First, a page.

Chronic mental illnesses such as major depression and schizophrenia impose a heavy burden both on the individual and society. High quality clinical care can reduce the burden but such care demands sequential clinical decision making concerning treatment. The long term goal of this project is to improve sequential clinical decision making.
The specific aims concern methodological approaches for helping clinicians address questions such as: How long should one wait to decide that a patient is not deriving sufficient benefit from treatment? If it is established that a patient is not sufficiently benefiting from treatment then which treatment should be provided next? Should the sequence of treatments vary according to patient characteristics and outcomes such as disease features, response, side effect burden, and adherence? In this project methods taken from computer science, engineering and statistics are generalized and adapted for use with clinical trial data so as to address these kinds of questions. The methods will be developed and validated using data from two large NIMH funded trials. This project will be conducted by a collaborative team involving a computer scientist, two psychiatrists and a statistician.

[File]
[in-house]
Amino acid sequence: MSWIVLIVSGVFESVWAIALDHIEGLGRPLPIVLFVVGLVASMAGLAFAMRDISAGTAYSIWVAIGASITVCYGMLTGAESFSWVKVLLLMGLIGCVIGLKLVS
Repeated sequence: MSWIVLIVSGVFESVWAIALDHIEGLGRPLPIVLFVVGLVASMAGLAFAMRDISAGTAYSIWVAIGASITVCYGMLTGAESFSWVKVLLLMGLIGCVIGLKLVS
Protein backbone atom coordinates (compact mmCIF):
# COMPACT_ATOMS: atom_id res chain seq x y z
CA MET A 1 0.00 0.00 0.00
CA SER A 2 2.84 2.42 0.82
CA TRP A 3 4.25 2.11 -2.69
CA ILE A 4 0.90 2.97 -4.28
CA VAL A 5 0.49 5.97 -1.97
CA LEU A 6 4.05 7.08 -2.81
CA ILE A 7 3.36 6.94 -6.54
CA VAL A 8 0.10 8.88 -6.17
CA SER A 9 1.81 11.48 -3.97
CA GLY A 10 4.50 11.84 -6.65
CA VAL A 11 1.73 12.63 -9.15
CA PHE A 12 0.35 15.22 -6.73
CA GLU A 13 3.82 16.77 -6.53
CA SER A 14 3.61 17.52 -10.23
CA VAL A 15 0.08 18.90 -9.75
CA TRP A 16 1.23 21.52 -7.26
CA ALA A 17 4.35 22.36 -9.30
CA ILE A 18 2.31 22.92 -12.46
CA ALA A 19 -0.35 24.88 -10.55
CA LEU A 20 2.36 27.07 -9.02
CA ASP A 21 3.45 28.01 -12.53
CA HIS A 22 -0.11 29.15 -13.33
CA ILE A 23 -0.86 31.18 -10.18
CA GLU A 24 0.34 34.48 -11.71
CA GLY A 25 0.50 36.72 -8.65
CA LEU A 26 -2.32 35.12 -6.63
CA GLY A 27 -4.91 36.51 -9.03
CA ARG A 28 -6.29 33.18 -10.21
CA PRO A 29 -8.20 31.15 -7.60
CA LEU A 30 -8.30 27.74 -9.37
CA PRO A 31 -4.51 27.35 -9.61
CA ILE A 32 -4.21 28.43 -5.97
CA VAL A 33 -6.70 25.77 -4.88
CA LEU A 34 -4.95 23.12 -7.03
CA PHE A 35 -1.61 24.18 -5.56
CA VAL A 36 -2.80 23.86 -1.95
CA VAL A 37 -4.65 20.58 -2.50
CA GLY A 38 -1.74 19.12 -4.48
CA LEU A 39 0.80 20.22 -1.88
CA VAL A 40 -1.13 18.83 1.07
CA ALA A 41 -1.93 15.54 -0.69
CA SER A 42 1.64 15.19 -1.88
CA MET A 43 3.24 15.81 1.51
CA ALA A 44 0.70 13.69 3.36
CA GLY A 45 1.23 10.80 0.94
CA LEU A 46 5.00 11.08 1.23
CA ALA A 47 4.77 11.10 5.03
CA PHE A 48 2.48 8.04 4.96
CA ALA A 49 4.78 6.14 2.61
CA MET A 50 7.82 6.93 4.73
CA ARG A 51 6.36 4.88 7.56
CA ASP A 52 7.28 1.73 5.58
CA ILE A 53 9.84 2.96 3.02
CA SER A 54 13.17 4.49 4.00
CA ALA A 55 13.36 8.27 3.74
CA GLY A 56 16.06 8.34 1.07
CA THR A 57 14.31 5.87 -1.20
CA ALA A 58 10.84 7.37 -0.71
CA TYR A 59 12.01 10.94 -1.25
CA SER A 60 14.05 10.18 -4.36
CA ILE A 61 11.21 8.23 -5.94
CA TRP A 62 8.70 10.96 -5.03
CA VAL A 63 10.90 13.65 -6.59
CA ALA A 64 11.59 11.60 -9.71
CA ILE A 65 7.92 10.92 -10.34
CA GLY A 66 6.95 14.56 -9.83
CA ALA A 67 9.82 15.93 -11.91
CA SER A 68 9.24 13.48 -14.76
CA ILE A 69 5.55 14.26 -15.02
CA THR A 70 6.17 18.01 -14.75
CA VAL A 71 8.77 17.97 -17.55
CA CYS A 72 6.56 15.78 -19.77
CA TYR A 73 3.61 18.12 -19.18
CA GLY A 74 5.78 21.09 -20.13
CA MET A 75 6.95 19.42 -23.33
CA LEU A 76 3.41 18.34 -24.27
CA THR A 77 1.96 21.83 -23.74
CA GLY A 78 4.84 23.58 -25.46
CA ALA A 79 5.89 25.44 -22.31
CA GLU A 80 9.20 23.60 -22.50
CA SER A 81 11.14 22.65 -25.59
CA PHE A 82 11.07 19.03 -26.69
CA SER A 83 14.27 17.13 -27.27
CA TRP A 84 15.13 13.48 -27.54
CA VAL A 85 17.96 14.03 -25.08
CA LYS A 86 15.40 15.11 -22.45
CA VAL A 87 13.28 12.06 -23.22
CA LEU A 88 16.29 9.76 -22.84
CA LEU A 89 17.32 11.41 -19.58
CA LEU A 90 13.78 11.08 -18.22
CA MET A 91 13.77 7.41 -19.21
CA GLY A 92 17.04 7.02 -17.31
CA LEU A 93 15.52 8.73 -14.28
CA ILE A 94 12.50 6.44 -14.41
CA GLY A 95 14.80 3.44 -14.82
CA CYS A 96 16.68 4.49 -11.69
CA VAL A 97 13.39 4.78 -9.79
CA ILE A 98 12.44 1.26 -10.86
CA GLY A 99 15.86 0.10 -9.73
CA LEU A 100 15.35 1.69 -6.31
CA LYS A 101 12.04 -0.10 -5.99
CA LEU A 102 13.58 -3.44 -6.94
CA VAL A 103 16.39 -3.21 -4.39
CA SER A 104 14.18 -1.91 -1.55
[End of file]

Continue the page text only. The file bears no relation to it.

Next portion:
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|Almirall, Daniel; Lizotte, Daniel J; Murphy, Susan A (2012) SMART Design Issues and the Consideration of Opposing Outcomes: Discussion of ""Evaluation of Viable Dynamic Treatment Regimes in a Sequentially Randomized Trial of Advanced Prostate Cancer"" by by Wang, Rotnitzky, Lin, Millikan, and Thall. J Am Stat Assoc 107:509-512|
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|Nahum-Shani, Inbal; Qian, Min; Almirall, Daniel et al. (2012) Experimental design and primary data analysis methods for comparing adaptive interventions. Psychol Methods 17:457-477|
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